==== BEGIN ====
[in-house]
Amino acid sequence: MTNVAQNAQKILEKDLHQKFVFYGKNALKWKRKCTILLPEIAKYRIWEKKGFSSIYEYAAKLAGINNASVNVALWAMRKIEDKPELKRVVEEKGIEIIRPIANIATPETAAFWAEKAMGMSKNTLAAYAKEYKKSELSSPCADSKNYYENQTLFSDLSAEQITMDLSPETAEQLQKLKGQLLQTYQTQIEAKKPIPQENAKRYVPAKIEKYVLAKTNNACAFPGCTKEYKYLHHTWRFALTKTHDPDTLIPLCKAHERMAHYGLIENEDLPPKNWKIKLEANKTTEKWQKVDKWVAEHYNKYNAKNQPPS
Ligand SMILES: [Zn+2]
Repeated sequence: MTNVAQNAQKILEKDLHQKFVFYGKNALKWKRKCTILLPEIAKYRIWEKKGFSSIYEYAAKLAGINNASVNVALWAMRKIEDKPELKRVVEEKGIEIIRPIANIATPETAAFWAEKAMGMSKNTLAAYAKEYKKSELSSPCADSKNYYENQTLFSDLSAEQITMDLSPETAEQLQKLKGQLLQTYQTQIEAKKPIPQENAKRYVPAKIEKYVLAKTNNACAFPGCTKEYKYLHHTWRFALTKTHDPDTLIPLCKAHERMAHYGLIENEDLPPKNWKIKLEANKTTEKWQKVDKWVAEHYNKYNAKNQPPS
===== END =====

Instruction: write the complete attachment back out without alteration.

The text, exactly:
[in-house]
Amino acid sequence: MTNVAQNAQKILEKDLHQKFVFYGKNALKWKRKCTILLPEIAKYRIWEKKGFSSIYEYAAKLAGINNASVNVALWAMRKIEDKPELKRVVEEKGIEIIRPIANIATPETAAFWAEKAMGMSKNTLAAYAKEYKKSELSSPCADSKNYYENQTLFSDLSAEQITMDLSPETAEQLQKLKGQLLQTYQTQIEAKKPIPQENAKRYVPAKIEKYVLAKTNNACAFPGCTKEYKYLHHTWRFALTKTHDPDTLIPLCKAHERMAHYGLIENEDLPPKNWKIKLEANKTTEKWQKVDKWVAEHYNKYNAKNQPPS
Ligand SMILES: [Zn+2]
Repeated sequence: MTNVAQNAQKILEKDLHQKFVFYGKNALKWKRKCTILLPEIAKYRIWEKKGFSSIYEYAAKLAGINNASVNVALWAMRKIEDKPELKRVVEEKGIEIIRPIANIATPETAAFWAEKAMGMSKNTLAAYAKEYKKSELSSPCADSKNYYENQTLFSDLSAEQITMDLSPETAEQLQKLKGQLLQTYQTQIEAKKPIPQENAKRYVPAKIEKYVLAKTNNACAFPGCTKEYKYLHHTWRFALTKTHDPDTLIPLCKAHERMAHYGLIENEDLPPKNWKIKLEANKTTEKWQKVDKWVAEHYNKYNAKNQPPS